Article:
Thread: Systema "Ukemi"
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Old 01-27-2012, 01:35 PM   #3
Marc Abrams
Dojo: Aikido Arts of Shin Budo Kai/ Bedford Hills, New York
Location: New York
Join Date: May 2006
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Re: Koshi Nage - Open Stance or Feet Together

Quote:
Ellis Amdur wrote: View Post
Mark - I've only seen it from afar, so to speak. It looks very intelligent. I've seen guys roll - really mold their bodies - over projecting surfaces, for example. Systema (and other related Russian arts) brings to my mind moving like an octopus - an alive connection throughout the body without a focus on hara at all. I think if one regards ukemi as primarily falling, Systema style is better and safer than aikido. If ukemi, however, is "receiving body," and includes kaeshiwaza, and the use of one's own physical organization to dominate the other (turning tori into uke), there may be some divergences in goal and effect.

My question would be this: (and for me, it would bring the question into internal strength/aiki questions, where, too much digression should start another thread). Ukemi is "of a piece" with the rest of a martial art. If one takes ukemi like they do in systema (and ukemi, of course, not merely being falling), what would that do to a) aikido waza b) would that contribute to training a the particular type of "inter-connections" to move and execute the aiki/kokyu ryoku that O-sensei exhibited, and some others are looking for?

This is not a criticism of Systema - rather, to my eyes, they are developing their bodies in a different way. At "lower" levels, this is not an issue - adding some whip and flexibility to one's body in aikido would only be a plus. However, I think that when one gets to an expert level, it is possible that it would be the equivalent to trying to run your computer simultaneously on two operating systems.

Just my opinion - I've only taken a one week Systema training.

Best
Ellis
Ellis:

You raise some very good points. The expo had a profound impact on all aspects of my budo training; ukemi being one aspect as part of an integrated whole. Your ukemi dvd is in my collection and has been part of my re-analysis process. My blog on ukemi (my dojo website) talks about similar thoughts on the whole area of ukemi. One of the things that I took from Systema was in allowing the laws of physics and other laws of nature to be more important that the desire to make my "roll" look nice.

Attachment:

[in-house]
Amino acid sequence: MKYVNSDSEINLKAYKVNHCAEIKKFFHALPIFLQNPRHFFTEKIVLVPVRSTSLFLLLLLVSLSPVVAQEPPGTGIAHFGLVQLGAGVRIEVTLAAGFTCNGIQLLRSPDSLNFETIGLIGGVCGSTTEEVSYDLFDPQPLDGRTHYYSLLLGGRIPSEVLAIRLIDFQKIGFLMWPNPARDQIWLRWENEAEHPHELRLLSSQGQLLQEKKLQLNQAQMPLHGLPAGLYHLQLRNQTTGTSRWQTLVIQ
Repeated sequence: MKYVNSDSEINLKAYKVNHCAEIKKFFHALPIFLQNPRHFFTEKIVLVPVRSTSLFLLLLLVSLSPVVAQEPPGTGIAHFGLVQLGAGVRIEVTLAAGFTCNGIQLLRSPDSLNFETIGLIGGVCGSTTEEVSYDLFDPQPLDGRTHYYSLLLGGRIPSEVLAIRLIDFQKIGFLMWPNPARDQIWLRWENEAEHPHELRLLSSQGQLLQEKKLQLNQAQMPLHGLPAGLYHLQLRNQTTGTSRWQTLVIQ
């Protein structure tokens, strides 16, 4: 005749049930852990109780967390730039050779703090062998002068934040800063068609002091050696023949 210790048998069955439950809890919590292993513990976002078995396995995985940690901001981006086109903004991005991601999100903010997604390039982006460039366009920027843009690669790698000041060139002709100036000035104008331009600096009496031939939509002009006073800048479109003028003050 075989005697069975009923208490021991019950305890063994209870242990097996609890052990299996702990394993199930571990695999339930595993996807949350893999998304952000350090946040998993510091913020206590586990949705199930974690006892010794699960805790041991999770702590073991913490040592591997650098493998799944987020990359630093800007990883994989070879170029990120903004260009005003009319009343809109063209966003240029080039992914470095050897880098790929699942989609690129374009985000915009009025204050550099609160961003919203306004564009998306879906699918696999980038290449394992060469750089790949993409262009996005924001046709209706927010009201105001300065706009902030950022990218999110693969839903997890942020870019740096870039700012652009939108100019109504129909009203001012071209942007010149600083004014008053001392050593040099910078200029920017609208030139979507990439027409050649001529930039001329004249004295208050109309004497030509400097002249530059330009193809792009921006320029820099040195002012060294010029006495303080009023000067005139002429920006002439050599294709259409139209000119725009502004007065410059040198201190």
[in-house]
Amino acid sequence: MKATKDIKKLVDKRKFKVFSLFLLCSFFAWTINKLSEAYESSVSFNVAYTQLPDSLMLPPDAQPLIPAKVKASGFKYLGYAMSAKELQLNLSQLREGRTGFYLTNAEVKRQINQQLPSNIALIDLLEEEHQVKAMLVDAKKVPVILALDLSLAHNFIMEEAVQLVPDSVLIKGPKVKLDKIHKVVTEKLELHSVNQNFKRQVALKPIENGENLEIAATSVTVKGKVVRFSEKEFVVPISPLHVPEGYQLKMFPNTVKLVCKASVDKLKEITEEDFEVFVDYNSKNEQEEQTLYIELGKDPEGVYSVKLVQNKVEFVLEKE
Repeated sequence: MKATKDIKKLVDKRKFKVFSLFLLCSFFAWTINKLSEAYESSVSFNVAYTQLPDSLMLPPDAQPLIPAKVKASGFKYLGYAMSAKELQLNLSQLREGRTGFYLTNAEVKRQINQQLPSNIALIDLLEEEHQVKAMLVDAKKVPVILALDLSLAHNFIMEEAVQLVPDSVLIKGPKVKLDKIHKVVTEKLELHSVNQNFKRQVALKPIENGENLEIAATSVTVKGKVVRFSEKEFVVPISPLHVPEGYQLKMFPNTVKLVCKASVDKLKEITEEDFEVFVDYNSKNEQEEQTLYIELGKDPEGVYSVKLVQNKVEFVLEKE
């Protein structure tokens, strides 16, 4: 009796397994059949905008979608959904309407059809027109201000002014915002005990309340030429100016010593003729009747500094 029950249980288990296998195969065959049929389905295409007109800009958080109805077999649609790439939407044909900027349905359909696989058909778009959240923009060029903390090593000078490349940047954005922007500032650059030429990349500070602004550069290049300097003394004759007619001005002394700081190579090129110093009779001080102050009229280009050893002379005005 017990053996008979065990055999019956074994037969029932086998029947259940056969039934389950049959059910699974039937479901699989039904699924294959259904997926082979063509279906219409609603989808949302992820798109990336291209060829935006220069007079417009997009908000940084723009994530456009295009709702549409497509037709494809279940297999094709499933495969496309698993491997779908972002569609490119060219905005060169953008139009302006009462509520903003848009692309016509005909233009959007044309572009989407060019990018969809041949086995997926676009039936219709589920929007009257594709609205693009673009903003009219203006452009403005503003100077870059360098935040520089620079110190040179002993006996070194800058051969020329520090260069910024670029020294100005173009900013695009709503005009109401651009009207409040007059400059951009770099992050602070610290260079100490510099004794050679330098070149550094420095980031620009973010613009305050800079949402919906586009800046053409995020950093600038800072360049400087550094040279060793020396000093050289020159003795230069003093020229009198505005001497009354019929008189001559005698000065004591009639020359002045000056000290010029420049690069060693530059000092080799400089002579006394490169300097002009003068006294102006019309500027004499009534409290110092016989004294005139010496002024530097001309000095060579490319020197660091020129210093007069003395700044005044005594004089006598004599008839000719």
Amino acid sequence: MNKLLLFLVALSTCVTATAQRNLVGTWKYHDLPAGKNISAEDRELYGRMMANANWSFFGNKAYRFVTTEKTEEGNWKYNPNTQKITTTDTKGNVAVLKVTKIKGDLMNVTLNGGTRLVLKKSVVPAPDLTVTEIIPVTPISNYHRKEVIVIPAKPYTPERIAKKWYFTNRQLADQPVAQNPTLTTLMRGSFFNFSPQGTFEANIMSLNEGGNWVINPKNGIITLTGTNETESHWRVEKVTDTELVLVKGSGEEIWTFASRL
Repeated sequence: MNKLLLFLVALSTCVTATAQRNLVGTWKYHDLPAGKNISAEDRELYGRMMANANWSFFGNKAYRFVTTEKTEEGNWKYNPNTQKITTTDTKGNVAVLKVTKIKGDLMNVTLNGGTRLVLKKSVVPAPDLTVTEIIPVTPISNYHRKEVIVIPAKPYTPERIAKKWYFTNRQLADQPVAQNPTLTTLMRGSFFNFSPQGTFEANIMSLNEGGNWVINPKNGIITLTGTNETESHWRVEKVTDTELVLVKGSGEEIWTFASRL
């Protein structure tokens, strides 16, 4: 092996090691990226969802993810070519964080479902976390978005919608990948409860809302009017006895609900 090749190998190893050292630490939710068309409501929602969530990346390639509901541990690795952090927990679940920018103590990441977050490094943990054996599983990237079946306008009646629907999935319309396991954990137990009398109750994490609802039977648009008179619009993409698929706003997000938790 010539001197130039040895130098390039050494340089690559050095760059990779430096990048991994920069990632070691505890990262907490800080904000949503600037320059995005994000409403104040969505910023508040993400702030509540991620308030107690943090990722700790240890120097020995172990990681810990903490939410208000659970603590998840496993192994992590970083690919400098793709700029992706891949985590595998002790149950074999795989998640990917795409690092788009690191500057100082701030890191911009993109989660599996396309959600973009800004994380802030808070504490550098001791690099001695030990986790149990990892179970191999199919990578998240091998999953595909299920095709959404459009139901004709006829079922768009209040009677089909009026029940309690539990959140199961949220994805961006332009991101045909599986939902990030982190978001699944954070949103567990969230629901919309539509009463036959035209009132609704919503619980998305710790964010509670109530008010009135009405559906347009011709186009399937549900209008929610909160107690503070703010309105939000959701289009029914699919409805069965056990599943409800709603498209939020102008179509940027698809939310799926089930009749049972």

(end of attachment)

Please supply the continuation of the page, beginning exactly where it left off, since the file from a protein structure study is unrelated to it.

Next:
Do you remember Ushiro Sensei's son? He has matured into quite the beast! We had not seen each other in 8 years (couple of years ago) and he put on 25 kilos of muscle during those years. He and I went at it during a break (we would lock ourselves in a room and go at each other at the expo- not everybody's idea of fun and comraderie, but we loved it!). We were going full-tilt, throws, sacrifice throws, etc. on a hard wood floor. We both walked away from that fun encounter with no bruises. It was confirmation for me that the traditional ukemi model employs, that I moved away from was a good decision. I wish I was more coherent in thinking through what I am doing differently now. I sum it up by saying that I can receive energy in a number of ways, enabling me to do a variety of things as a result of receiving the energy. Much better than launching into a roll (in my opinion). Watching and experiencing what Systema does, along with your DVD, were part of the changes which I consider positive. Thank you for that dvd.

As to the question of what two IP people would look like testing each other, I think that Chinese wrestling and boxing would be closer to what it would look like. Eventually, one operating system would be left running. In terms of Aikido waza, I think that it would be like when kata evolves into movements done during kumite. My experience is that it typically ends up looking very different than how a cooperative waza practice looks. I do not necessarily look at this as a bad thing, just something that is likely to occur. I also think that it is important to be able to learn to use the internal form contained in the external form of waza, without being constrained by the external form.

Regards,

Marc Abrams
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